Each year the Canadian CC operators continue to demonstrate increased proficiency in national and NATO CBRN Standard Operating Procedures for Warning and Reporting practices in a combined, joint environment. Upon the introduction of the CBRN IM Capability in January 2018, Exercise Brave Beduin could service as a unique staging ground for the CAF to train and maintain this competence.

Canada’s achievements

  • The SI&DS system was tested in a real-world environment. Users’ comments and suggestions were instrumental for the final phase of the SI&DS development.
  • Canadian warning and reporting capability was visually impressive.
  • Exceptional results were obtained in terms of response time and situational awareness, which lead to better informed command decisions. This prompted many nations to adopt the Canadian briefing template.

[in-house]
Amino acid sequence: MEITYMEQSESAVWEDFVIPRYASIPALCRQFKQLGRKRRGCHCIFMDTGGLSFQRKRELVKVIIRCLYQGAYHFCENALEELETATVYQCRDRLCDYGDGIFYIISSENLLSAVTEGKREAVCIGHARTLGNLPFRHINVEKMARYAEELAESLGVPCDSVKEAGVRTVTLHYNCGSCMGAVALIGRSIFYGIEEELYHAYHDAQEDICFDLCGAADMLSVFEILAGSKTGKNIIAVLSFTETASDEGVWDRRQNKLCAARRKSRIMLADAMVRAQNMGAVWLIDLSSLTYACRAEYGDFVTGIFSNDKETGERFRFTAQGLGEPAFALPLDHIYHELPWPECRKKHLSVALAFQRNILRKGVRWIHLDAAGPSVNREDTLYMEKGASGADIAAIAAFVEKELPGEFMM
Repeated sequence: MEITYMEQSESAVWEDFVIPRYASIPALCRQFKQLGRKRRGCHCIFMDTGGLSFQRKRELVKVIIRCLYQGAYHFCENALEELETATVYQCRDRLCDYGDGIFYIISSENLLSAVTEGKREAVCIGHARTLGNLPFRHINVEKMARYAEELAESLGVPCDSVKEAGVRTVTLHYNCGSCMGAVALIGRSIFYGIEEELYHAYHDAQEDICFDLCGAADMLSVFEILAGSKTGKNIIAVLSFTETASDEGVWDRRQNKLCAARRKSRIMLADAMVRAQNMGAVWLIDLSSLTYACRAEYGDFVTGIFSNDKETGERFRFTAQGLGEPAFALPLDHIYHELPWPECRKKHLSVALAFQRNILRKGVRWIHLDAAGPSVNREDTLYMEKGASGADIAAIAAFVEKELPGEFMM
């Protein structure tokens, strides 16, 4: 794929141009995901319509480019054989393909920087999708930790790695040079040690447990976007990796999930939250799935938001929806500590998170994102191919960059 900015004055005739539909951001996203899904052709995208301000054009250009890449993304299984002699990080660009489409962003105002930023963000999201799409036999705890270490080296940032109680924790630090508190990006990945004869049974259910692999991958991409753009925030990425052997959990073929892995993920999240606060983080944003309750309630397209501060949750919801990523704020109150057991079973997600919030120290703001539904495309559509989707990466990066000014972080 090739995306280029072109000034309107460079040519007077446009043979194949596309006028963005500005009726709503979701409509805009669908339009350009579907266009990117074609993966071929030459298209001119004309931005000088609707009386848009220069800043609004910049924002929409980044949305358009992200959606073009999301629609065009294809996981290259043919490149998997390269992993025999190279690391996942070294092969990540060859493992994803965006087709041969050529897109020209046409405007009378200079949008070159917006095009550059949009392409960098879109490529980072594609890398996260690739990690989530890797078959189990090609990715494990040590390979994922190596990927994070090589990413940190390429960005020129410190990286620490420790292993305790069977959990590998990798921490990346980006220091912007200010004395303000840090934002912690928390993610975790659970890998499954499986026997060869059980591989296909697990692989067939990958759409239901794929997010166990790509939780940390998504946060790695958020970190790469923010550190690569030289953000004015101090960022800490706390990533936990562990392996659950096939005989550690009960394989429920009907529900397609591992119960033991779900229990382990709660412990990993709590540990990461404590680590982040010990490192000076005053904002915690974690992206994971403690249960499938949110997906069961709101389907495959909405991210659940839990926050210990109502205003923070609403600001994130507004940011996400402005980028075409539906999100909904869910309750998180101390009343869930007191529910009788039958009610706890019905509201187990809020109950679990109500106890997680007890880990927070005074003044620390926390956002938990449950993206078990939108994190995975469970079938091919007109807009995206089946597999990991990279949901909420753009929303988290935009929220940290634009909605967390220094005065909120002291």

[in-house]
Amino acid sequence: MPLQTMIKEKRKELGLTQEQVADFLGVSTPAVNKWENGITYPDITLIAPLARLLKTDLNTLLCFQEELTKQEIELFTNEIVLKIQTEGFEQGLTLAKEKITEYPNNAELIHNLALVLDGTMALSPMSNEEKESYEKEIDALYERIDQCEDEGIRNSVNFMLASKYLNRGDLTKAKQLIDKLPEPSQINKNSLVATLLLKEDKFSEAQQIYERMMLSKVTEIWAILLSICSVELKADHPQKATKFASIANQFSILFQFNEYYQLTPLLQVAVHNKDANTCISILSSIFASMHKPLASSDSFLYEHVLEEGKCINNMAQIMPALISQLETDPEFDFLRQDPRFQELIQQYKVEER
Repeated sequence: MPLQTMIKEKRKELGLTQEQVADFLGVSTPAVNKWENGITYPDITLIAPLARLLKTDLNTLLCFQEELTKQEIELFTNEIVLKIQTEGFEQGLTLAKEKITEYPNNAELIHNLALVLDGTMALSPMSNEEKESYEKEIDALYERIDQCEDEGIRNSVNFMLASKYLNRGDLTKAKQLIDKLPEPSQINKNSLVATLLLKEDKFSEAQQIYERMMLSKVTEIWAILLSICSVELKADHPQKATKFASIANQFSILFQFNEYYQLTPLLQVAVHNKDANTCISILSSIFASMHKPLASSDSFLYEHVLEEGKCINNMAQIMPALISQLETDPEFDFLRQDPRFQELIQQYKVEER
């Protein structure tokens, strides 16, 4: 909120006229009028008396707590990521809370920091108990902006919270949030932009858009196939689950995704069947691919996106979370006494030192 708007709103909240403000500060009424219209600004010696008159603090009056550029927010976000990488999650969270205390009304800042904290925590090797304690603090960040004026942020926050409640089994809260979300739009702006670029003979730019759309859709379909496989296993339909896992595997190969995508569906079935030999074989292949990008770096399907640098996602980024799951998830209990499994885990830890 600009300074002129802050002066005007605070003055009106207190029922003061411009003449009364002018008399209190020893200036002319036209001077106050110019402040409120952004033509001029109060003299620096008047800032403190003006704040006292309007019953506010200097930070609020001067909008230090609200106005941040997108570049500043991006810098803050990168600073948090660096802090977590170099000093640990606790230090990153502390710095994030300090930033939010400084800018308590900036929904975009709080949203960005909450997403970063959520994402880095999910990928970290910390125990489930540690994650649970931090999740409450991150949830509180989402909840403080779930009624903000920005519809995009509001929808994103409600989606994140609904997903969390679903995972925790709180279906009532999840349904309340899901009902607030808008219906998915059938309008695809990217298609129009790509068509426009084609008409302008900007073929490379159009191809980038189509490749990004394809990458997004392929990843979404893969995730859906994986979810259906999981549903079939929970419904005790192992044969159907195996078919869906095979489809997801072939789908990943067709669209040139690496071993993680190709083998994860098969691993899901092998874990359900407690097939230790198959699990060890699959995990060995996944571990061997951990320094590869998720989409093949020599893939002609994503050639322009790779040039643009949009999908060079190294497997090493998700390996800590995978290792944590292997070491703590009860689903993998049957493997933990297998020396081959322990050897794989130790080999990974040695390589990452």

• The Canadian delegation was the only one to provide bio detection capability.
  • It was the first one to encourage and support the participation of the SOF community.

Past deployments

Brave Beduin 2015

In 2015, the Canadian delegation consisted of 23 members and was also led by the SI&DS project team. Each CC operator was assigned an area of responsibility in-line with their specific mandate; the operators from the CA and RCAF were tasked to protect an air base, the Navy conducted littoral and naval operations, and the SOF had an operationally complex area of responsibility.

Canada’s contribution to the exercise consisted of:

  • Improved capacity to train in a joint environment;
  • Improved quality of commander’s briefings with content and templates adjusted according to feedback; and,
  • Daily demonstrations of the SI&DS system to CC operators and commanders.

External links

Canada develops system to defend against warfare agents